|Date of birth:||August 20, 1917|
|Place of birth:||Massillon, Ohio|
|Date of death:||June 26, 1986|
|Place of death:||Memphis, Tennessee|
Ed Molinski (August 20, 1917 - June 26, 1986) was a Hall of Fame college football player for the University of Tennessee. He later became a doctor after being involved in boxing, World War II, and college coaching.
Molinski played his high school ball at Washington High School in Massillon, Ohio, where he played for legendary coach Paul Brown from 1934 to 1936. After graduating, he moved on to Tennessee where he played for another legendary coach, Robert Neyland. Molinski was a standout at guard in both high school and college.
While at Tennessee, he helped lead the teams there to a 31-2 record and three undefeated regular seasons. He was a member of the 1938 Tennessee team that won the National Championship, and the 1939 team that put together an unscored upon regular season. That year, Molinski was named to several All American teams.  He was also named All American the following season in 1940. 
Molinski was an All American at the guard position, but was noted as a great player on both sides of the ball. He played on the defensive line for his entire career at Tennessee. Molinski was known as a fiery player during his time at Tennessee, a benefit for the offensive and defensive line positions. His temperament was apparent when he was ejected early in the 1939 Orange Bowl, the final game for the 1938 championship team.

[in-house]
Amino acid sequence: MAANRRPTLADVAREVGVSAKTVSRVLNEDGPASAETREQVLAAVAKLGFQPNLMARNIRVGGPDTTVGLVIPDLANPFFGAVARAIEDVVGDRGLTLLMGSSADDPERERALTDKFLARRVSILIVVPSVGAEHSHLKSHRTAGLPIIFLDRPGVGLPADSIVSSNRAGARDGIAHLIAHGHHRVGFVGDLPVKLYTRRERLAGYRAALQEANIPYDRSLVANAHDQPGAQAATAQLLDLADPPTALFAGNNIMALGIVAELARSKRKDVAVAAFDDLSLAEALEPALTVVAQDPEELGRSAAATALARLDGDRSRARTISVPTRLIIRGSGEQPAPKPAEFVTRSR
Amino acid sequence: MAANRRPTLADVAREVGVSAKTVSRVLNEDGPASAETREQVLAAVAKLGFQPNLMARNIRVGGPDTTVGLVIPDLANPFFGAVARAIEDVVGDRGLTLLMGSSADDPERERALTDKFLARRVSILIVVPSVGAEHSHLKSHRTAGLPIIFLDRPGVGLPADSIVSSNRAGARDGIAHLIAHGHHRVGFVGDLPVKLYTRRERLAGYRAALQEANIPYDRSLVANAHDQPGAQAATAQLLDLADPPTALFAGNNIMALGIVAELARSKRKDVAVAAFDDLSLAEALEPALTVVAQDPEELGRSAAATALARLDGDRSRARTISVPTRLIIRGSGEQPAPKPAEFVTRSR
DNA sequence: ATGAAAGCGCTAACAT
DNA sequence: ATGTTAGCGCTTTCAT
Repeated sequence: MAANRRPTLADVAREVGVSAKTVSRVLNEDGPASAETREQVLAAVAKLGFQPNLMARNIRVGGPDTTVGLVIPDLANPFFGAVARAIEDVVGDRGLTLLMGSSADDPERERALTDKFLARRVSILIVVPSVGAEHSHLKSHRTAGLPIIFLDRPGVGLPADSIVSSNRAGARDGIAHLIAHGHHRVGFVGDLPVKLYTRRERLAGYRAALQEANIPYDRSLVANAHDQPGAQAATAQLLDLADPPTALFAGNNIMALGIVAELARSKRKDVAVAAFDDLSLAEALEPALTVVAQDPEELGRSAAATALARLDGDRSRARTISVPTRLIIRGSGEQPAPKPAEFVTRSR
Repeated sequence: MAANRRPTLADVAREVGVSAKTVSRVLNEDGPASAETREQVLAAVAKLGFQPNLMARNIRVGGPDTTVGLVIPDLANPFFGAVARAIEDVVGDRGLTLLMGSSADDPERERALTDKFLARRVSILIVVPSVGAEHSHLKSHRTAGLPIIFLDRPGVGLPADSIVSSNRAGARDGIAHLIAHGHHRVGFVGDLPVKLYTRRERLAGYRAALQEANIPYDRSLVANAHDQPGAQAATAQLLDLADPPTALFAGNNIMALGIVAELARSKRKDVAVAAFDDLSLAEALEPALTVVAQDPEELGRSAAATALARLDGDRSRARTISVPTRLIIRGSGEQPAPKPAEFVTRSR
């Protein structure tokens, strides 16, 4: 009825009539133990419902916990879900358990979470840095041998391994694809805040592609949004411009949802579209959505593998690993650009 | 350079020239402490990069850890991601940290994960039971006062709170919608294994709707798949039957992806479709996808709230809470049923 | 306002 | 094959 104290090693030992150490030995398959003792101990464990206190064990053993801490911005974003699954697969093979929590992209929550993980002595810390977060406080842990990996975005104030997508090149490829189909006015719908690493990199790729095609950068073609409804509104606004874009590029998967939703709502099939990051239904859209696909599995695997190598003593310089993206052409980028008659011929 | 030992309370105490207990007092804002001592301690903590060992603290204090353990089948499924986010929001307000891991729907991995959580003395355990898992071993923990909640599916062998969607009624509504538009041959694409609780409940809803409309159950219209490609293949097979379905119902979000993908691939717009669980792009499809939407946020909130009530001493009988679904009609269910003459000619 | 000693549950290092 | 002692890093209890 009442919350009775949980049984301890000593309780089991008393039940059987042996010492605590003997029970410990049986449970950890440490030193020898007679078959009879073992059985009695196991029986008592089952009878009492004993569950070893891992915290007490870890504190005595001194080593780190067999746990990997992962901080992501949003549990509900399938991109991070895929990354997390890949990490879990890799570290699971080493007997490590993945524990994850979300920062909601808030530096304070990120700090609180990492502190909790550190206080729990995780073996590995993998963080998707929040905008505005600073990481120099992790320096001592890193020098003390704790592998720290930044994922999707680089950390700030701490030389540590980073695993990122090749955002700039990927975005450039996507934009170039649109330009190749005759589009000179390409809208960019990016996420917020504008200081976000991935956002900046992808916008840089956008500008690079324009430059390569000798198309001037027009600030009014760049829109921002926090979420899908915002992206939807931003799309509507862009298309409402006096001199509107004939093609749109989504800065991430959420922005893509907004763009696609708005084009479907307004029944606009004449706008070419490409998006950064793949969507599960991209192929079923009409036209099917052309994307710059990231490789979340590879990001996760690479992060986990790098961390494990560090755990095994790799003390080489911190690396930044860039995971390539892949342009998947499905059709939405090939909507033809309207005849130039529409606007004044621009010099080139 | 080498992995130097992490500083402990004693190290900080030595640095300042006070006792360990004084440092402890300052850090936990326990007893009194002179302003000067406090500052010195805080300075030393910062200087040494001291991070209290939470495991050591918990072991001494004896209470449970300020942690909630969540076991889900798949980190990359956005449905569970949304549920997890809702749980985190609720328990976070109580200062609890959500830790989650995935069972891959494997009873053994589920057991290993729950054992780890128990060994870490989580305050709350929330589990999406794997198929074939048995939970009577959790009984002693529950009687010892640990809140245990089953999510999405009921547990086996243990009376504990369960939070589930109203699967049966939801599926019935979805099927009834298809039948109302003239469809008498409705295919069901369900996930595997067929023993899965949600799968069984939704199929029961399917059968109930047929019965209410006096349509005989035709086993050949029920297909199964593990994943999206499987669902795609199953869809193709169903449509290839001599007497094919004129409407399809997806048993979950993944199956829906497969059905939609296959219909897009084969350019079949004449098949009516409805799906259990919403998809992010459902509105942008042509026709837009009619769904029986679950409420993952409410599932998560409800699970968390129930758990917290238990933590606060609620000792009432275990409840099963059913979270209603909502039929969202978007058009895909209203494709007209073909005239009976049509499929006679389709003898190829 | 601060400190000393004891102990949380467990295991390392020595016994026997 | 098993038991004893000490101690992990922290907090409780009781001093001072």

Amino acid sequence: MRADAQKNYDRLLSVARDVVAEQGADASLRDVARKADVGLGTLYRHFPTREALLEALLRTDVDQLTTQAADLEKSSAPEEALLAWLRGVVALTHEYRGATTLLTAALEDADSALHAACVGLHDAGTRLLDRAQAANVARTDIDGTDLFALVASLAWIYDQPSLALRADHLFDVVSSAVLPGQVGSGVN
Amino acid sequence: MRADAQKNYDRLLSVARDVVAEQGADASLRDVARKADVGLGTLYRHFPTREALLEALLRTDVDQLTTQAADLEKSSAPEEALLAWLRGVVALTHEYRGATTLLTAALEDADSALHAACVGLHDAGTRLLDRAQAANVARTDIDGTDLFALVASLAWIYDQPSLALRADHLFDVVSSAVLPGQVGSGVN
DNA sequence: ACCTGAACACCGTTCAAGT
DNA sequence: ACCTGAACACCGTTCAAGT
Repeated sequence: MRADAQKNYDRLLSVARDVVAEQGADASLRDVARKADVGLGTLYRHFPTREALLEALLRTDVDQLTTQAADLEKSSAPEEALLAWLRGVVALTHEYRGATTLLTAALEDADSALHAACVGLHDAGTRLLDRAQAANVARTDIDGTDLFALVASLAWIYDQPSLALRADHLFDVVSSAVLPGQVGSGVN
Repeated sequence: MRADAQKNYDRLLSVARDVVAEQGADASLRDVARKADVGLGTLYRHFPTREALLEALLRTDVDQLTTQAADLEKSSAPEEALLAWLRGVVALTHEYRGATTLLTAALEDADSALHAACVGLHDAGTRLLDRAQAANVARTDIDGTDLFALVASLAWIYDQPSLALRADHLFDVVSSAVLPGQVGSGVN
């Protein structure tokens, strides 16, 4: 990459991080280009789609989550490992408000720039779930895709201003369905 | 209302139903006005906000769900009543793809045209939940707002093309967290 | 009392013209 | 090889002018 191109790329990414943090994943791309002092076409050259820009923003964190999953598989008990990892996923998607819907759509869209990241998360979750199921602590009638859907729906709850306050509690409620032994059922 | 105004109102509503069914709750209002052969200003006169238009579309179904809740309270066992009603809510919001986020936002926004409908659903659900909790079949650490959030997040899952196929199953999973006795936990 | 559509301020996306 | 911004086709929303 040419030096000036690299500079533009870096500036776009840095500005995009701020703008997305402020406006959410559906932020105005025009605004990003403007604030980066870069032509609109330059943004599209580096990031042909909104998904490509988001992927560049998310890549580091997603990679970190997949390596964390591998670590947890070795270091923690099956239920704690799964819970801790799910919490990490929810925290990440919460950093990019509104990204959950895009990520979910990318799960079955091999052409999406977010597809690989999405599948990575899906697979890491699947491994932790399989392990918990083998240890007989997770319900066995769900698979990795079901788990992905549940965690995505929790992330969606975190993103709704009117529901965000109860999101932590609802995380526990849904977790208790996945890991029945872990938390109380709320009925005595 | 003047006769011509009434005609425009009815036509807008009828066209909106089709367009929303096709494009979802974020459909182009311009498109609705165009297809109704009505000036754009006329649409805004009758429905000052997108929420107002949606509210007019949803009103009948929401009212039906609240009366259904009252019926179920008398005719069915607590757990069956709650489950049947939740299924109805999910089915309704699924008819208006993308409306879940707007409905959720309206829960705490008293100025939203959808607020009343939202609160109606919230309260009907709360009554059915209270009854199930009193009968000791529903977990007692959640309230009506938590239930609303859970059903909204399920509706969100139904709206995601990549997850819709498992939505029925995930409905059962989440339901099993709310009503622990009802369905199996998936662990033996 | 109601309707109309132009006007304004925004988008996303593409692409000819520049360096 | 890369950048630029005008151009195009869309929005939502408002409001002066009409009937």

Molinski was also involved in Golden Gloves boxing. He was the state heavyweight champion in Tennessee, while also captaining the university boxing squad. After college, Molinksi served in the United States Marine Corps during World War II, earning the rank of second lieutenant.
Following the war, Molinski worked as an assistant football coach at Memphis State and Mississippi State in addition to studying for a medical degree. The then Dr. Molinski finally settled in Memphis, TN and practiced medicine until his death. Molinski earned the M.D. degree from the UT Center for the Health Sciences. He also served as team doctor for both teams while coaching. 
- College Football Hall of Fame Biography
- UTSports.com Biography
- 2006 University of Tennessee Football Media Guide